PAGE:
I've got some recycled denim squares which could be pieced together into a sleeve exterior. A postage stamp design might be fun. Woven effects? Log cabins?

Clearly, I'm going to need to make some more.

February 18, 2013

Rice Krispies Can't Fix Everything, and A Favor

A few days ago, I attempted some cinnamon divinity. It's a light and airy candy, just a little on the dry side. It falls apart in your mouth like some after-dinner mints or a meringue cookie.

I goofed somewhere on this batch. Possibly, I didn't beat the eggs whites enough, or maybe I didn't heat the syrup to a high enough temperature (the recipe said 155 degrees, but the thermometer markings suggest I should have held out for 160 degrees). Or maybe I was worried about over-beating like I did the opera cremes in December and so didn't beat it enough.

Whatever I did, the end result didn't firm up. I pried it out of the baking dish to cut it, and it oozed it's way off the cutting board. Tasted pretty good, but you needed a spoon to eat it. Cutting it into squares and sharing it for Valentine's was out of the question.

Since adding Rice Krispies salvaged the opera cremes (or at least made them fun and edible), I decided to try a similar approach with the failed divinity. The stuff was about the consistency of marshmallow creme anyway, so cinnamon flavored Rice Krispy Treats didn't seem out of reach.

Maybe I should have used only half of the divinity and more actual marshmallows. Maybe the divinity didn't like being reheated. Either way, I don't have chewy cinnamon-flavored Rice Krispy Treats. I have a pan full of pink, slightly cinnamon flavored, sugar-coated Rice Krispies.
Rice Krispy Crumble
These are not Rice Krispy Treats, modified or otherwise. They are dry, crumbly, and not totally crunchy. Ian thinks a little chocolate might be a nice addition. I think they'd go well mixed in with ice cream. Caitlyn wants to pour milk on them and eat them for breakfast.

There are more of them here than we can reasonably hope to consume. So, here's my honest request: Ping me if you want to take in/on some of my latest culinary endeavor. Sorry, this isn't worth shipping, so Seattle People, I'm looking at you.

February 15, 2013


We recently had some gift-giving occasions come up. I nudged Caitlyn a bit ("I bet Grandma would really like it if you made a little something for her..."), and then she surprised me with a request to borrow the fabric markers. We talked it back and forth a bit ("It would be weird to draw on a piece of fabric and then not turn it into something...") before she settled on potholders/mug rugs.
potholder front
The results are almost all Caitlyn. She pressed the fabric; I cut the squares and marked seam allowances. She came up with and drew the designs.
potholder front
She picked the backing fabrics, the quilting thread, and the binding fabric. I did the assembly.
potholder back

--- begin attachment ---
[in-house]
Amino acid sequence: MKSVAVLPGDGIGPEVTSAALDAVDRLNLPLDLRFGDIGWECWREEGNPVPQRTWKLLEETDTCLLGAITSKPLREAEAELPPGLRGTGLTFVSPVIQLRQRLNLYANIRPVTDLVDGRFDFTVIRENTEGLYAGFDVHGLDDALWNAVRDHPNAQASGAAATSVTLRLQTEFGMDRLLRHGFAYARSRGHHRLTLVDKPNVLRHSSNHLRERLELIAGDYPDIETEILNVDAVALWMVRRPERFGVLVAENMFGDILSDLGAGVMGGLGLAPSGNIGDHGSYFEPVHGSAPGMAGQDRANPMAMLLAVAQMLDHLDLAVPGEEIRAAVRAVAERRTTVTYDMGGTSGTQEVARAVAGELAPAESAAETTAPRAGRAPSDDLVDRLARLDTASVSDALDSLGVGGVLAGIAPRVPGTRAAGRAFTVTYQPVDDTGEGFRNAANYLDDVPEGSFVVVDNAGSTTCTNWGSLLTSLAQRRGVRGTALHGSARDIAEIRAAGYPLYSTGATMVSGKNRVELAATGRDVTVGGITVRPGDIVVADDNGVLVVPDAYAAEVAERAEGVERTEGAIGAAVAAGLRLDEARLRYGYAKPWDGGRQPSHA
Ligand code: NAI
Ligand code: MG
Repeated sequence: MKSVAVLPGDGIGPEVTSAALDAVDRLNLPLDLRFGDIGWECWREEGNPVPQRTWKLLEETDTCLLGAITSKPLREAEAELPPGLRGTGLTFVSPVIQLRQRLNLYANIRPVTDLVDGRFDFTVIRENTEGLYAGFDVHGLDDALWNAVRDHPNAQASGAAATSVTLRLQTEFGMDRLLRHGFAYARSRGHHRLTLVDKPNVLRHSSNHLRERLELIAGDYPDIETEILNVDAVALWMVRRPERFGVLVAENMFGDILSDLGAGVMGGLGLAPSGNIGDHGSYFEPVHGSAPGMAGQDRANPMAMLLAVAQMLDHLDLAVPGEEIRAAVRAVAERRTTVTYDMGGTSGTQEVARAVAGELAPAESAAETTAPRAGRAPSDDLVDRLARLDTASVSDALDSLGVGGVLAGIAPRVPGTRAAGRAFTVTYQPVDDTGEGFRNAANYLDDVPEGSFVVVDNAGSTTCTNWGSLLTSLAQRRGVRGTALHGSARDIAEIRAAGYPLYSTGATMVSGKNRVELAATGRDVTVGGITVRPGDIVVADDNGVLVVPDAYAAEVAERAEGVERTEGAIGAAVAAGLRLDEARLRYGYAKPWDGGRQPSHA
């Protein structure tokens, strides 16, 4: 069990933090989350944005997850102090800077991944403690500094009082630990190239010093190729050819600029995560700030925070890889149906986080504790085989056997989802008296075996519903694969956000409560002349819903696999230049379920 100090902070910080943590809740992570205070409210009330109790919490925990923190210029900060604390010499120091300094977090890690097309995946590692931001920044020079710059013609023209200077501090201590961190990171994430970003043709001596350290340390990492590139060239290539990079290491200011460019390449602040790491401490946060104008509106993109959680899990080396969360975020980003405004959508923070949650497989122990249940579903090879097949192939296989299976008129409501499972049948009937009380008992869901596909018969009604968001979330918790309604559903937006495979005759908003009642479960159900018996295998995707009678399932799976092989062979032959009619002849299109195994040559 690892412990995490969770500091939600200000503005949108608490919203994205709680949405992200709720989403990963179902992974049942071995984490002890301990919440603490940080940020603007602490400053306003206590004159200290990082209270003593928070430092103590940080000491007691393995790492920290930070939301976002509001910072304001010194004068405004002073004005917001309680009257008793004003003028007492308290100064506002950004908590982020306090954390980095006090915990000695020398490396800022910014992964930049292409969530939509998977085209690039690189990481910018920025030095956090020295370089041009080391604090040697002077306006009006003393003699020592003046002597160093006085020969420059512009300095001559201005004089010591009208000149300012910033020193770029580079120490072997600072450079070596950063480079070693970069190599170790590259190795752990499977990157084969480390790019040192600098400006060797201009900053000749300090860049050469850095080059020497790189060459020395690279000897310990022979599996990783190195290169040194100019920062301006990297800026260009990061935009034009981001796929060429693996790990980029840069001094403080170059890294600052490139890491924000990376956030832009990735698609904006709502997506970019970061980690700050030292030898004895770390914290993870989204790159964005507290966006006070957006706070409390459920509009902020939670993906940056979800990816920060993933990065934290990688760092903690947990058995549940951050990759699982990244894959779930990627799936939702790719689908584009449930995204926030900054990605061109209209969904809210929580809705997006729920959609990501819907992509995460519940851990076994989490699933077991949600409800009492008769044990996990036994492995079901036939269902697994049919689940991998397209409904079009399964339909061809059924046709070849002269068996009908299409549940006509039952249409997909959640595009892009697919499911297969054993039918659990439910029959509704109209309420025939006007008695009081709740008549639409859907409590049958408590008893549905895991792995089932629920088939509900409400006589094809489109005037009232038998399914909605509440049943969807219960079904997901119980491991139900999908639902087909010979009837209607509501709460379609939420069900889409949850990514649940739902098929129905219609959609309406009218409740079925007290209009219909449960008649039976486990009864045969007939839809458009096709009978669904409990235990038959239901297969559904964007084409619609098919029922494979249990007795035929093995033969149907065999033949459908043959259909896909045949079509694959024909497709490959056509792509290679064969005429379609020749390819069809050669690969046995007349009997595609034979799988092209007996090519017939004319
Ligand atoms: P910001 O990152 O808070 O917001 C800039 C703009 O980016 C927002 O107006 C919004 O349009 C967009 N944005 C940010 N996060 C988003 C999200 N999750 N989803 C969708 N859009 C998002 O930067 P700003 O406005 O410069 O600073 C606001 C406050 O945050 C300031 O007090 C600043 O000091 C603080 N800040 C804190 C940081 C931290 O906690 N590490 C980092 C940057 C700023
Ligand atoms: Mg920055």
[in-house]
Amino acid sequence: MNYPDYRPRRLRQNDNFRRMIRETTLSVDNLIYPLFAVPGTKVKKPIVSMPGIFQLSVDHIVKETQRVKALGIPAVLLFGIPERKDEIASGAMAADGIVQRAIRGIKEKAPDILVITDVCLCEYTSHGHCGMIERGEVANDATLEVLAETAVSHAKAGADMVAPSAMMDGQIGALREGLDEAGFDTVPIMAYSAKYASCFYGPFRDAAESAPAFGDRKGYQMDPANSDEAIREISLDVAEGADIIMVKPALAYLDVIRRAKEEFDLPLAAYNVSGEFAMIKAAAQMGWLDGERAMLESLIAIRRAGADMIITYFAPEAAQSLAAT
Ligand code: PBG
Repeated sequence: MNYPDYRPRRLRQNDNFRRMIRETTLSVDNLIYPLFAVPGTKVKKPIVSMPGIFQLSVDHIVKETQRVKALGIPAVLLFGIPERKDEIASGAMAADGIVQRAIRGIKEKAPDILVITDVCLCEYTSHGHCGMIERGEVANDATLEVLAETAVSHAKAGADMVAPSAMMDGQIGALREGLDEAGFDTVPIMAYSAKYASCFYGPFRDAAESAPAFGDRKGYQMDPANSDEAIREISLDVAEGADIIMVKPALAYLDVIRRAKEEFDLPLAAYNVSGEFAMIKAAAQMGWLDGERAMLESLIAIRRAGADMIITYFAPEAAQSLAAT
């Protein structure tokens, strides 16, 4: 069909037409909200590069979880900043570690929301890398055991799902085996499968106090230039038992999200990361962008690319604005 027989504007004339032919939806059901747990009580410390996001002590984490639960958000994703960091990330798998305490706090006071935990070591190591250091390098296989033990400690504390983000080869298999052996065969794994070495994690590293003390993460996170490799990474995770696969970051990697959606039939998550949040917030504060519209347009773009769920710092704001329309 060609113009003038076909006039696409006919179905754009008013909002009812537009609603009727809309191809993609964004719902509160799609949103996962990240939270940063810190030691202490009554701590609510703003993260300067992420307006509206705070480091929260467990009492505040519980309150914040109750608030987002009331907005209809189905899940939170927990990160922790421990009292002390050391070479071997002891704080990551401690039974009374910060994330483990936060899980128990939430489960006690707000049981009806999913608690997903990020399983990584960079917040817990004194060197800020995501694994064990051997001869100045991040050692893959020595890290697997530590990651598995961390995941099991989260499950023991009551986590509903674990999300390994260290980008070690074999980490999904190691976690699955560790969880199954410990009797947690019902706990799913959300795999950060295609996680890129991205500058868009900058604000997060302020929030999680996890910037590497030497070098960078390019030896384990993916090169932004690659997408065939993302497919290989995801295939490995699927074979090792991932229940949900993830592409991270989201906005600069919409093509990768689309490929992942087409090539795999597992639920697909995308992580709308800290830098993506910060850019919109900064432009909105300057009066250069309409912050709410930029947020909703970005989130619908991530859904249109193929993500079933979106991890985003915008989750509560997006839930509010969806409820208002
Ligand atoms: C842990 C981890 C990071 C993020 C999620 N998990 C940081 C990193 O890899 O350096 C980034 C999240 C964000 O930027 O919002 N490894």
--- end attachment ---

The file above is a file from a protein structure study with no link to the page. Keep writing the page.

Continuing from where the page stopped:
She enthusiastically pressed everything several times. She loves ironing, especially when she can use the spray to really soak the fabric.
potholder back
The end results came out pretty cute, I think. Even better, this was one of our more collaborative projects, one where we were both pretty equally involved, sharing the work, not wandering off in the middle of it. While it's neat that it happened with a project well within my "territory", I especially enjoyed that we were working so well together. Happy Mama Moment.

February 14, 2013

Valentine's Leftovers

jam thumbprint cookies
Turns out, when confronted with petite homemade cookies topped with cherry jam and Safeway bakery cupcakes with 1.5 inches of frosting, most second graders will choose the frosting. I can't say they'd choose the cupcakes since many of them licked the frosting off and disposed of the unwanted cake.

Too bad I can't bring myself to just bring cheap frosting and a bunch of plastic spoons to classroom parties.

I now have a large quantity of jam-topped sugar cookies. They go really nicely with tea. Does 4pm work for you?

February 13, 2013

Sew Grateful Giveaway Winners!

I've consulted with random.org and we have our winners!

First up, the McCall's 9395 will go to Comment 3, from Miss Dolly Bow Peep:

And the Butterick 3070 will go to Comment 5, from jqluo:

Ladies, be on the look out for an email from me. And congratulations!

Thanks to everyone who entered. And a welcome shout-out to everyone who stopped by and to everyone who decided to stick around for a while. I hope you like it here!

February 06, 2013

Long overdue introduction

sewing table buddies
Check out what's hanging out back there behind my sewing machine. Look out, world: I've got a serger now!

Ok, I've had the serger since November. But with holidays and so forth, I didn't get a chance to get to know it much. Now that I've finished my Tiramisu (pictures to come as soon as the sun comes back - Seattle is going from rain to fog and back again these days. I don't mind the rain, but the fog is really wearing.), we've logged a little time together. I'm feeling pretty confident about the threading and about serging most standard seams. When I bought the machine, I also got myself a Serger Technique book, so I'm hopeful about making good use of all the features and functions.

I bought a Bernina 1300MDC. Yep, brand loyalty. We're that kind of household, I guess. Computers come from Apple, cars come from Toyota, mixers come from Kitchen Aid, and sewing machines come from Bernina. Besides, I love my Bernina sewing machine. It's a workhorse that's served me well for years, even with international moves (yes, I took my sewing machine to Germany). We understand each other.